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BIND vulnerability patched

Dec 01, 20037 mins

* Patches from EnGarde, Red Hat, OpenPKG, others * Several new Trojan horses on the loose * Microsoft shares its internal IT security practices and other interesting reading

Today’s bug patches and security alerts:

BIND 8 vulnerability patched

A programming error in the BIND 8 DNS server could “result in a DNS message being incorrectly cached as a negative response.” This could lead to a denial of service against legitimate domain names. For more, go to:




New critical vulnerabilities discovered in IE

A set of new security vulnerabilities has been discovered in Microsoft’s Internet Explorer Web browser, which used together could allow hackers to compromise user PCs, researchers warned Tuesday. IDG News Service, 11/26/03.


Critical flaw in GnuPG

According to an alert from, “Phong Nguyen identified a severe bug in the way GnuPG creates and uses ElGamal keys for signing. This is a significant security failure which can lead to a compromise of almost all ElGamal keys used for signing. Note that this is a real-world vulnerability which will reveal your private key within a few seconds.” For more, go to:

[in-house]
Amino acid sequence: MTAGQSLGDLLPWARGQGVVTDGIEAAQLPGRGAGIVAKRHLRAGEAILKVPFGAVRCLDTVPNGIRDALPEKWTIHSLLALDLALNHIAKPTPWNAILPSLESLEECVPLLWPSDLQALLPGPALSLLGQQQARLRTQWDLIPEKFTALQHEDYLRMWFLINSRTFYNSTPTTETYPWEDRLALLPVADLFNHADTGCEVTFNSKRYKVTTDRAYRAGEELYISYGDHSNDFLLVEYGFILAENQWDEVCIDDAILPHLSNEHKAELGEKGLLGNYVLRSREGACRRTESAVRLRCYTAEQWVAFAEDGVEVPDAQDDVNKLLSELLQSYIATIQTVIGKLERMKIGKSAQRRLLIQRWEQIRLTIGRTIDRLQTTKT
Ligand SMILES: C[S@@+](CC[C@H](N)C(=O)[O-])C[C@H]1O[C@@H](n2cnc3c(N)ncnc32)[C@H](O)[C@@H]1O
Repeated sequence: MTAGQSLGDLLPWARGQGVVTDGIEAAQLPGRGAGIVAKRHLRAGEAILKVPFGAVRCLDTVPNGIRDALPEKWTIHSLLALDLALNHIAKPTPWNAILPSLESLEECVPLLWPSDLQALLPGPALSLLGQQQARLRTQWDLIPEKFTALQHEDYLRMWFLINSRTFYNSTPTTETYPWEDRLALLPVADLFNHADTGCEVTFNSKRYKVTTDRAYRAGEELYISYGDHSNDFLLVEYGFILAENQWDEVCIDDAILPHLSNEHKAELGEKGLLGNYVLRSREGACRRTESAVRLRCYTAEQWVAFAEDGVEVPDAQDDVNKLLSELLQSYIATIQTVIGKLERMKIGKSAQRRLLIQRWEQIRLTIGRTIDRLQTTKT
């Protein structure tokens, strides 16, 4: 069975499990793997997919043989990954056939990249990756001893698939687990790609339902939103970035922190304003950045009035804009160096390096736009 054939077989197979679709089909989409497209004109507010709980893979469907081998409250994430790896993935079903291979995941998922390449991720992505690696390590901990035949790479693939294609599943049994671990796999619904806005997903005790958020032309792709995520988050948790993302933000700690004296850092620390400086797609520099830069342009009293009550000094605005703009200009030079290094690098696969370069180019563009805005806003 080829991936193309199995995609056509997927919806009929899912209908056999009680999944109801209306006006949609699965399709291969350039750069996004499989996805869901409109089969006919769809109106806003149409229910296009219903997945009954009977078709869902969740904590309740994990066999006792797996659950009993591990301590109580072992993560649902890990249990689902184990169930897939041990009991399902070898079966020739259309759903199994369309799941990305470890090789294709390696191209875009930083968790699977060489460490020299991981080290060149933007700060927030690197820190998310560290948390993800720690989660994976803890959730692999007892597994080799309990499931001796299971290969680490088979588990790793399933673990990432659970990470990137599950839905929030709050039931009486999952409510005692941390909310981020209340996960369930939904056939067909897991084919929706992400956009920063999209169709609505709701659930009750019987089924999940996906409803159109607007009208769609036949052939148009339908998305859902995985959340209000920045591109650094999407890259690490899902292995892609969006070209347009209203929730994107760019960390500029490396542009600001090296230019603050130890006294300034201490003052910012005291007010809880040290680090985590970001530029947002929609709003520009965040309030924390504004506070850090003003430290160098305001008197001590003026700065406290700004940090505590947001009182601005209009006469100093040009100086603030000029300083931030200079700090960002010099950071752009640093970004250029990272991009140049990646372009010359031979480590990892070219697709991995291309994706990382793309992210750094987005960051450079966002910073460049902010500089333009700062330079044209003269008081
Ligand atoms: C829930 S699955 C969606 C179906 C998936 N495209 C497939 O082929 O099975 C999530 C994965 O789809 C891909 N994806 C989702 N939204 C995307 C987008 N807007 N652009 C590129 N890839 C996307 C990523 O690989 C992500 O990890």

Mandrake Linux fix:


Stunnel fix available

Previous versions of stunnel for Linux are vulnerable to “leaking file descriptors.” This information could be used to hijack stunnel’s services. For more, go to:

Mandrake Linux:

Red Hat:



OpenPKG patches zebra

A denial-of-service vulnerability has been found in zebra, “a multiserver routing software package which provides TCP/IP-based routing protocols also with IPv6 support such as RIP, OSPF and BGP.” For more, go to:


Red Hat patches XFree86

According to an alert from Red Hat, “Multiple integer overflows in the transfer and enumeration of font libraries in XFree86 allow local or remote attackers to cause a denial of service or execute arbitrary code via heap-based and stack-based buffer overflow attacks.” For more, go to:

Red Hat issues fix for EPIC

A flaw in EPIC, an advanced ircII chat client, could be exploited by a malicious IRC server to crash the effected machine or potentially execute arbitrary commands. For more, go to:

Red Hat releases patch for iproute

A local denial-of-service vulnerability in the iproute packages for Red Hat has been fixed. For more, go to:

Red Hat patches Pan